Donald Trump at the Road to Majority conference at Gaylord Opryland Resort & Convention Center Friday, June 17, 2022, in Nashville, Tenn. | Photo by John Partipilo for the Tennessee Lookout
It is just astounding that Wisconsin Republicans continue to push their “election integrity” nonsense, even as the world watches the dramatic Jan. 6 hearings in the U.S. House of Representatives, presenting compelling evidence that then-President Donald Trump riled up a violent mob with false claims of “election fraud” and attempted to steal the 2020 presidential election.
This week’s hearings will focus specifically on Wisconsin’s role in the conspiracy to steal the election. Republican officials in our state, along with their co-conspirators in six other states, sent fake electoral ballots for Trump to Washington, knowingly violating the Electoral Vote Count Act, in order to lay the groundwork for Trump’s false claim that the results were “disputed” and the legitimate Electoral College vote should be overturned.
As Rep. Liz Cheney (R-Wyoming), co-chair of the bipartisan U.S. House committee investigating the Jan. 6, 2021, attack, explained last week, Trump’s lawyer, Eastman’s scheme was to have Pence pretend the fake electors were real and declare Trump the winner.
Pence lawyer Greg Jacob thoroughly researched that idea, presenting his findings in a memo to the vice president and, he testified to the House committee, he and Pence came to the conclusion that there was no way the framers would have put one person with a vested interest in the outcome of the election in a position to have such a decisive impact on the outcome.
Pence’s insistence on upholding the Constitution nearly got him killed by the mob Trump riled up to charge the Capitol looking for him. Last week we learned that the “hang Pence” crowd came within 40 feet of their target.
Meanwhile, here in Wisconsin last Wednesday, the Republican National Committee held an “Election Integrity Roundtable” at Kavanaugh’s Esquire Club — a bar and restaurant that also served as headquarters, many years ago, for the ill-fated movement of libertarian-minded tavern owners to quash Madison’s smoking ban. The Esquire happens to be a few blocks from my house. I drove by and saw a crowd gathered outside, holding up letters that spelled out “voters decide.”
Inside, at the private, invitation-only roundtable (and at similar events it plans to hold around the state) the RNC claimed it was “informing volunteers how they can become poll observers.”
But the voting rights advocates who showed up denounced the “poll observer” drive as nothing more than an effort to intimidate likely Democratic voters in larger cities this fall.
“The RNC is not welcome here,” said Matt Rothschild of the Wisconsin Democracy Campaign, who spoke to the protesters gathered in the parking lot outside the Esquire Club. This is the same group, he noted, that called the violent Jan. 6 attack on the U.S. Capitol “legitimate political discourse.”
“It’s the whole weird cognitive dissonance that we’re facing,” Rothschild said after the protest was over. “The Jan. 6 hearings are showing beyond any reasonable doubt that Trump was up to his eyeballs in these crimes and started the Big Lie, and here we have Republicans trying to recruit poll workers to harass voters and spreading the Big Lie to try to grab more and more power.”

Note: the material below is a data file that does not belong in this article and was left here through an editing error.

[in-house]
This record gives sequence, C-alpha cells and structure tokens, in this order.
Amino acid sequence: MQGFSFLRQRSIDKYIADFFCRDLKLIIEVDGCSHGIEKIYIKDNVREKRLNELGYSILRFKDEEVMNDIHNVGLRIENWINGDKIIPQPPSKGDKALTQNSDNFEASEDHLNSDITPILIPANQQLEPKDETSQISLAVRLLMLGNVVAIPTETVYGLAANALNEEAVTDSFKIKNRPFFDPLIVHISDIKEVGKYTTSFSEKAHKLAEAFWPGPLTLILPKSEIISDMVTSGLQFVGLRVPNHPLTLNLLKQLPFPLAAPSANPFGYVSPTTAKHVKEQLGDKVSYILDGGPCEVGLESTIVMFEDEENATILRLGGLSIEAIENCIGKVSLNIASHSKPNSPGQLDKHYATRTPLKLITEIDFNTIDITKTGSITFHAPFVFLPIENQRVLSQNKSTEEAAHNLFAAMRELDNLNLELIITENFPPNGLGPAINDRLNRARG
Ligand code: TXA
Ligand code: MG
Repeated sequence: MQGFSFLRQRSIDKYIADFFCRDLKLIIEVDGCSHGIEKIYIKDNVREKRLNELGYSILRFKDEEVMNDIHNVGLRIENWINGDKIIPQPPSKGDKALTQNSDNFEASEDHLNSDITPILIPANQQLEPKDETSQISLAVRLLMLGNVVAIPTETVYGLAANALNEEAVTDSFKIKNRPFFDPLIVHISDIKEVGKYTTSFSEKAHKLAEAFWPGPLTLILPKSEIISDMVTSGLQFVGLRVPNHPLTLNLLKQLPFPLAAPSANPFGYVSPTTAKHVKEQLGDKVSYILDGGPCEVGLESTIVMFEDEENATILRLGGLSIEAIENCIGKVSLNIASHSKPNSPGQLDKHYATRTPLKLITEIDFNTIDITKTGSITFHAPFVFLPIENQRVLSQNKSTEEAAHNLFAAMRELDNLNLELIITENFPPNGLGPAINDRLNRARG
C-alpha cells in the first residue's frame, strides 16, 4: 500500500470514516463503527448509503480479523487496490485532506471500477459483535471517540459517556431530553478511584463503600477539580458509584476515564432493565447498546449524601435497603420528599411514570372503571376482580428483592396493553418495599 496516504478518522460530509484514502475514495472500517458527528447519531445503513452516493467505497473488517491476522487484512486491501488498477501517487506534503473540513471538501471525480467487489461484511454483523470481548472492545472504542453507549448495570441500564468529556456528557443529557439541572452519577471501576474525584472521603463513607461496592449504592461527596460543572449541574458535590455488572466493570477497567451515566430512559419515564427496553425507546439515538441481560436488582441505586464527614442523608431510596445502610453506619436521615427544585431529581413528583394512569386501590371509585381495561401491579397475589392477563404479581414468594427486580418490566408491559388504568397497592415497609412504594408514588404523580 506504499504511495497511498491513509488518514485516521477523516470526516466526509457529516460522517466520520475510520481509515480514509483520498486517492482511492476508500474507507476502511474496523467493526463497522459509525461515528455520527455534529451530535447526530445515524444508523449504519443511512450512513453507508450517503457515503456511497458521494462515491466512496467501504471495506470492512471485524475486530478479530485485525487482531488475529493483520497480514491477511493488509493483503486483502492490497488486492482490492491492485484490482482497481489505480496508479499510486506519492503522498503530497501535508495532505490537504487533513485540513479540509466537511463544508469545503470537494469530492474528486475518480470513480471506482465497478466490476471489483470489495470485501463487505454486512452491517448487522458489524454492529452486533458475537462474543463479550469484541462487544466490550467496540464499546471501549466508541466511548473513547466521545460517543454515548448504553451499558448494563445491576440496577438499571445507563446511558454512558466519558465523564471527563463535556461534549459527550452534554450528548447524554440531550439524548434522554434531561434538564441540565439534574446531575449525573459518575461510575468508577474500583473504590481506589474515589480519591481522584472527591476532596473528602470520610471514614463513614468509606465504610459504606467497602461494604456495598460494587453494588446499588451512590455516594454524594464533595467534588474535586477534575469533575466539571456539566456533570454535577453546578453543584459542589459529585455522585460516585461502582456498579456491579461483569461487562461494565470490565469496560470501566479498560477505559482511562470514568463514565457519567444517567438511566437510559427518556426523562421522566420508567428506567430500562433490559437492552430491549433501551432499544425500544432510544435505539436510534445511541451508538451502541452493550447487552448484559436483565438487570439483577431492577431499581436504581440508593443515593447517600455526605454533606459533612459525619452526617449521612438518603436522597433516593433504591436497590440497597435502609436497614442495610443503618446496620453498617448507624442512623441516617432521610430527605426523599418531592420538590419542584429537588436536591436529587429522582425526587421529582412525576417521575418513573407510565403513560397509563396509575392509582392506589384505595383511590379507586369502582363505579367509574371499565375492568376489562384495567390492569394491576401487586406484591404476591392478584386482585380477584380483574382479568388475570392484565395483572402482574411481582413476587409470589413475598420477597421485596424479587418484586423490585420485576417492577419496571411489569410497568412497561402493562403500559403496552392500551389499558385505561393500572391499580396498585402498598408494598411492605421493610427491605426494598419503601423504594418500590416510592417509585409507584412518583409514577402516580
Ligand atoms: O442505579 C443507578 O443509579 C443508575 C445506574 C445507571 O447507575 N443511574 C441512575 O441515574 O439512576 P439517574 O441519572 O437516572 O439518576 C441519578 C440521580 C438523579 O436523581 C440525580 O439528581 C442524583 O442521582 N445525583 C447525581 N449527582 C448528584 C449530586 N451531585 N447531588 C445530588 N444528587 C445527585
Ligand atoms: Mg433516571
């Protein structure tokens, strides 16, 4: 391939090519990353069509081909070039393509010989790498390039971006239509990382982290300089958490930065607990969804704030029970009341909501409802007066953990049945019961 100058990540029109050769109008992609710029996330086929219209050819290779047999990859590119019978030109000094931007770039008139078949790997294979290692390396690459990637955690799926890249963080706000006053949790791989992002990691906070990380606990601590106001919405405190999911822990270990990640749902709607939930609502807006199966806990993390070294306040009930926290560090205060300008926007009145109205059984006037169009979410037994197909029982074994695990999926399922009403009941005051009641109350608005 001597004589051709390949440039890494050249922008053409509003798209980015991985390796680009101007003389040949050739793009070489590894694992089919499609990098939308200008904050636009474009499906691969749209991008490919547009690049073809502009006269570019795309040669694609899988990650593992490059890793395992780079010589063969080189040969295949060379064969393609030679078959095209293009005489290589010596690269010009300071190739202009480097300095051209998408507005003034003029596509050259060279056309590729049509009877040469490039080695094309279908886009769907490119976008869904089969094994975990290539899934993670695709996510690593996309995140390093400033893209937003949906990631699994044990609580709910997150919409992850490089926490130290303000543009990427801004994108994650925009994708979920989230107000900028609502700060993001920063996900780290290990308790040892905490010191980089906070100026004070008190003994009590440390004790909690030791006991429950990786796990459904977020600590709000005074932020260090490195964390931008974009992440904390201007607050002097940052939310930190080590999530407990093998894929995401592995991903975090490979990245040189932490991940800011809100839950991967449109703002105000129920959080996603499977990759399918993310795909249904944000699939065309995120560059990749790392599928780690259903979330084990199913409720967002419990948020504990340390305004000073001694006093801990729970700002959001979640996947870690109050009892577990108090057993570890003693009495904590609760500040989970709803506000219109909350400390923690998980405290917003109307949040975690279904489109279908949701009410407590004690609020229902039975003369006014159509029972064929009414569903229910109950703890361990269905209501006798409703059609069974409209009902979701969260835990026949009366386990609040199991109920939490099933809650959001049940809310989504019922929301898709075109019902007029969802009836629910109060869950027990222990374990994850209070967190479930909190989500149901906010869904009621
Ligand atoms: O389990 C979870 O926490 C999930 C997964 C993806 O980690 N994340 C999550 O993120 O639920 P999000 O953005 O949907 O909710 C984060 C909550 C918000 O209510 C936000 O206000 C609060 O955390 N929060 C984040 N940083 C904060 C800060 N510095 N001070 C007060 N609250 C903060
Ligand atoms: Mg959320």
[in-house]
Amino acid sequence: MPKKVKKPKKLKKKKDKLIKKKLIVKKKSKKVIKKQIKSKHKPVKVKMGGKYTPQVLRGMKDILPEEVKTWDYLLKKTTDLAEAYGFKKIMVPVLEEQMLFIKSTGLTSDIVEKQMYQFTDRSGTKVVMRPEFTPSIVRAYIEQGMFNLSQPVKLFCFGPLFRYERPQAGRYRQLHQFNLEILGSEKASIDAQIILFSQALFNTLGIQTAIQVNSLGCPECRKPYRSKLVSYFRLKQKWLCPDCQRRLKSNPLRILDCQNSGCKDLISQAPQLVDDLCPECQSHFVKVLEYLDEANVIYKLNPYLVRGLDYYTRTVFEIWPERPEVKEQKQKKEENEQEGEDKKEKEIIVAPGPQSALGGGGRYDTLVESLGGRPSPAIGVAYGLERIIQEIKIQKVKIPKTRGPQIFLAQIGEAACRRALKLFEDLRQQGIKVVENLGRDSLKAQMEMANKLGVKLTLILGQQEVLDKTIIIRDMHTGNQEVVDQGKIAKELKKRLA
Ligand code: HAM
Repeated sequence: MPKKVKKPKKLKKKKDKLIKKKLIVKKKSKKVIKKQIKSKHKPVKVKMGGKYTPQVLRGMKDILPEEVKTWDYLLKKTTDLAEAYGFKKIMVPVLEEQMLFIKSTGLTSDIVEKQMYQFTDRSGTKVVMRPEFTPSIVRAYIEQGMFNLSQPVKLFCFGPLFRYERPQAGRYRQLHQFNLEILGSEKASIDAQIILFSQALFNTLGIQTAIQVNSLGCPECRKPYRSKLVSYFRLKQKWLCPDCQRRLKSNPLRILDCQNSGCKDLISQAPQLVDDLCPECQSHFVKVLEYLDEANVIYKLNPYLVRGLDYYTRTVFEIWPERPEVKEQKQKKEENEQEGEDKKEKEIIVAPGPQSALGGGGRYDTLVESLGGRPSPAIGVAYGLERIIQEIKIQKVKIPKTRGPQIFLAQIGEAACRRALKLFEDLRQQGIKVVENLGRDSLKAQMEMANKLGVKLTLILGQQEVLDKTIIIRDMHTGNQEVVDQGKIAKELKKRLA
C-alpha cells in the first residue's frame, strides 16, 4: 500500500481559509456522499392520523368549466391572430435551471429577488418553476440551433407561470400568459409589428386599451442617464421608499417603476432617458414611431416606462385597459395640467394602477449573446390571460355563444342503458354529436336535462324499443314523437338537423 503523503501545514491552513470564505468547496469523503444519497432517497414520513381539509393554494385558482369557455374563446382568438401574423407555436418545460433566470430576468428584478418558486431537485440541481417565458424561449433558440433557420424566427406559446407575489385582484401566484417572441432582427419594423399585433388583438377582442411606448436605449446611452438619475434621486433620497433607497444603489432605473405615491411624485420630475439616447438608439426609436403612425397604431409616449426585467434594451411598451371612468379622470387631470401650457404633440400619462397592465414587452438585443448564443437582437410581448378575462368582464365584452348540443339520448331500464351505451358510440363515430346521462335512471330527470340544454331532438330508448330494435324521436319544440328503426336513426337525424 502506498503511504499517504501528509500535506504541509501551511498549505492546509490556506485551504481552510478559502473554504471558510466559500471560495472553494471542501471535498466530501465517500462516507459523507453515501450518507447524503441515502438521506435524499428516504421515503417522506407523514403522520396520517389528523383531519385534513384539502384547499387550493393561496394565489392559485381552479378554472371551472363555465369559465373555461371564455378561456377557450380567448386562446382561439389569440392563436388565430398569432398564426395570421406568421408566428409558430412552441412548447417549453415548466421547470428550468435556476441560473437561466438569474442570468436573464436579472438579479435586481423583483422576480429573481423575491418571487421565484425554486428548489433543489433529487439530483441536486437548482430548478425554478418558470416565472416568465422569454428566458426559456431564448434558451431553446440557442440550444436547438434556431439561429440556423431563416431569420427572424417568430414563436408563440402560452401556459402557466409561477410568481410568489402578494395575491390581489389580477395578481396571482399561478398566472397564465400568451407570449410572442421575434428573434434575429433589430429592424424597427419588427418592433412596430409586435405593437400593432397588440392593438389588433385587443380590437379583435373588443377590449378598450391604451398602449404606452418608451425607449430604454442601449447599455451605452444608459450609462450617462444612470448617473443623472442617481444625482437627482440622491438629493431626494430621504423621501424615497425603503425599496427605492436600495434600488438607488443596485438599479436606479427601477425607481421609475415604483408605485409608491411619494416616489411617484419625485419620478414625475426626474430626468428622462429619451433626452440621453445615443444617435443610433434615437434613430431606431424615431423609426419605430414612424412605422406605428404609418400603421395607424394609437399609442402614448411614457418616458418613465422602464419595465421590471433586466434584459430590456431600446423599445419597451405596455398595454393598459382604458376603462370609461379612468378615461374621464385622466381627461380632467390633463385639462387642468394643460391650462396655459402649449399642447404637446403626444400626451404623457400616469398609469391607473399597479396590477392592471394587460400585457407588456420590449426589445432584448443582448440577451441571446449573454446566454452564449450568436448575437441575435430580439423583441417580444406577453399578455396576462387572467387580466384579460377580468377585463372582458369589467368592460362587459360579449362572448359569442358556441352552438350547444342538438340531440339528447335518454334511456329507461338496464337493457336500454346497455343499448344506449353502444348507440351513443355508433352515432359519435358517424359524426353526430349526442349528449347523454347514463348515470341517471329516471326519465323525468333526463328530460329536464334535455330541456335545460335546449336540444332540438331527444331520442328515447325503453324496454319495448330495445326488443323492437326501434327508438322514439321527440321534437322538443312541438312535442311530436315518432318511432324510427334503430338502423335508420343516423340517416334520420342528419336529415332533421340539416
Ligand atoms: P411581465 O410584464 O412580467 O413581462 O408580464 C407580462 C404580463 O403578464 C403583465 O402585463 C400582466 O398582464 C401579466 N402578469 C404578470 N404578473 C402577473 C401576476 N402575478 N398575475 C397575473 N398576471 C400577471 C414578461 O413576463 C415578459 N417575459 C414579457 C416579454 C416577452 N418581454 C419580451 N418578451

In Wisconsin we badly need some Republicans with the courage of Pence and Cheney — who memorably told her Republican colleagues in her opening statement of the Jan. 6 hearings, “There will come a day when Donald Trump is gone. Your dishonor will remain.”
Wisconsin Republicans need to take that message to heart and get out of the shadow of Trump. They need to stand up and reject the disgraceful spectacle of Michael Gableman’s partisan election review and the contempt for the institutions of our democracy Trump, Gableman and Wisconsin’s fake electors represent.
One hopeful sign is that Don Millis, the new Republican Wisconsin Elections Commissions chair chosen by Assembly Speaker Robin Vos, is not a member of the Big Lie coalition. Vos has been trying to have it both ways, appeasing the Trumpist base by claiming to be concerned about “widespread fraud” in Wisconsin in 2020 and appointing Gableman to “investigate” it, while at the same time rejecting the fantasy that the 2020 election results could be overturned and that Wisconsin could recall its electoral votes — an act Vos has publicly stated is legally impossible.
The other day, shortly after the event at the Esquire Club, I was walking through my neighborhood when I passed the house of a prominent Republican lawyer who has represented the Republican leaders of the state Legislature in their numerous lawsuits to try to seize powers from Democratic Gov. Tony Evers, to overturn pandemic public health orders and to gerrymander permanent Republican majorities into power in this evenly divided state. As far as I know, he hasn’t taken a position on the fake electors.
I noticed a large American flag hanging over his porch. What does that flag mean to the Trump-captured GOP, I wondered. Is it a symbol of American constitutional democracy? Of a free society? Or is it the standard of the violent mob that stormed the Capitol, the fake electors who sought to overturn an election by canceling legitimate votes and installing an anti-democratic, authoritarian regime?
Republicans in Wisconsin need to ask themselves that question. Our future in this state and as a nation is going to depend on it.
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